How To Keep Members Once They’ve Enrolled (Member Retention)

This is part 4 of 4 of a series on Membership Sites & Recurring Income.

It is one thing to enroll a new member into your membership site. It is quite another to KEEP them.

The industry average retention period for a membership site is 3 months. That isn’t very long, and with a high turnover rate like that, the pressure will really be on to keep enrolling new people in order to grow your cash flow. There are, however, many things you can do to increase retention and keep people around.

This is part 4 of 4 of a series on Membership Sites & Recurring Income.

It is one thing to enroll a new member into your membership site. It is quite another to KEEP them.

The industry average retention period for a membership site is 3 months. That isn’t very long, and with a high turnover rate like that, the pressure will really be on to keep enrolling new people in order to grow your cash flow. There are, however, many things you can do to increase retention and keep people around.

Before I delve in, I’ll send a quick shout-out to Stu over at Wishlist Member, as some of the ideas below I got him from.

  1. Welcome video on your member dashboard. you don’t want new members logging in for the first time and wondering, “What now?”. If they have to think too much, they’re a lot more likely to turn around and cancel.
  2. Have them take commitment steps. Get them busy and start participating as quickly as possible. Get them to become mentally committed to the experience. For example, have them fill out their profile (photo, etc.) and post their first comment in your member forums. In my Blog Masters program, I have a Blog Masters pledge they go through. It is a little bit tongue-in-cheek, but it is also a form of commitment.
  3. Build a community. People often sign up to get content, but they stick around for awhile because of community. If you can get your members interacting and gaining value from each other inside your membership site, retention is better.
  4. Public recognition. Occasionally send a shout-out to new members by name. You can do this in your member email list, for example. The Wishlist folks have a program called Wishlist Insider, and they do a weekly live VIDEO show inside their membership site. One of the things they do is acknowledge new members who signed up that week. Cool idea.
  5. Clean design and navigation. It makes sure they don’t get confused (and confused people leave). Optimizepress is awesome for a well-design membership portal.
  6. Set up a point system for participation, with bonuses/prizes. You could give them points for logging in, for commenting, for starting a new thread, for replying – whatever. A plug-in called Cube Points can help you do this pretty easily.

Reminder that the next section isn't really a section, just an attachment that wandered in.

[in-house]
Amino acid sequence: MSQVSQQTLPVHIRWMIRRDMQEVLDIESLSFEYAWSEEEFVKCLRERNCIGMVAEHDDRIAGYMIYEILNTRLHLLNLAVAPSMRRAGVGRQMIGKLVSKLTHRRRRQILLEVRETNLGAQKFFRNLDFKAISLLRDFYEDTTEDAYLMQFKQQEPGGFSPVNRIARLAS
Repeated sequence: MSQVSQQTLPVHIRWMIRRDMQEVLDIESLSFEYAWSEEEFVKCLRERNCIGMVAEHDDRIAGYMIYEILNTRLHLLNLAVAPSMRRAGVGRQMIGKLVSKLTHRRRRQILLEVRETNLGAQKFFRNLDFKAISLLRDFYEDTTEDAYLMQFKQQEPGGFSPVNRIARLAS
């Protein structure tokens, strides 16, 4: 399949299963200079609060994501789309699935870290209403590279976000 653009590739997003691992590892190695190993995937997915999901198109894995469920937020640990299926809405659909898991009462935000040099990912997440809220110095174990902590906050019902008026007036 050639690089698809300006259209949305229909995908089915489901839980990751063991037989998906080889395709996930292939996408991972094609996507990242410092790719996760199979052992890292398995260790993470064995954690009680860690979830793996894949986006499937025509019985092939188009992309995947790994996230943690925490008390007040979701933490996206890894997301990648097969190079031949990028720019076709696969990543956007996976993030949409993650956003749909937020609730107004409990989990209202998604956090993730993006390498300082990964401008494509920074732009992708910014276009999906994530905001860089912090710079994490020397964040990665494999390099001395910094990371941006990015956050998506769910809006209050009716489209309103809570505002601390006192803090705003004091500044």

7. Grandfathered pricing. Raise the price, and keep all your existing members at the old price. I did this with my Inner Circle, and everybody who enrolled before I increased the price stays at the old rate.
  8. Overlapping content with cliffhangers. Using WP Drip, you set up the content drip. But, when you set up the drip, you set it up so that at the end of the month, it partially releases the next block of content, but they have to wait until the following month to get the rest of it. The following month, you finish that month, then partially release the NEXT month. And so on. So, essentially, you’re leaving them with unfinished stuff and it entices them to stick around to finish the story.
  9. List upcoming content. Tease them.
  10. Spotlight members. Increases the sense of belonging, of exclusivity.
  11. Unite around a group goal. Stu told the story of how he got his Insiders mutually involved in his charity efforts in Africa. Touching story, but also unites your member base behind a good cause.
  12. Shared experience. This one can be a little more involved, but basically you can put on a live event somewhere for your members.

The overall key is to not overwhelm people, provide them quality stuff, help them, and get them involved.

If you do that, you should be able to keep them longer than 3 months. It takes a little time to do this and to set it up, but I know first hand the drawback of NOT thinking about this stuff.

This is part 4 of 4 of a series on Membership Sites & Recurring Income.

About David Risley
David Risley is the founder of the Blog Marketing Academy, a 20-year veteran blogger and online entrepreneur. His focus? Building a reliable, recurring business around his "lifestyle" and the lives of his students. He has this weird obsession with traveling in his motorhome around the country with his wife and 2 kids. David also likes to talk about himself in the third person. In bios like this one. Read his full story.
  • Johnny says:

    Is there a minimum number of members that you would recommend before opening up a forum, and letting them communicate with each other?

    Basically, I’m curious if a low number of participants and lack of use would deter others from joining or staying around.

    • David Risley says:

      Yes, it would. Forums can be difficult for many reasons. My Monetization Lab community is on Facebook and it is fantastic. Very high engagement and very active… and I think a huge part of that is because it is on Facebook.

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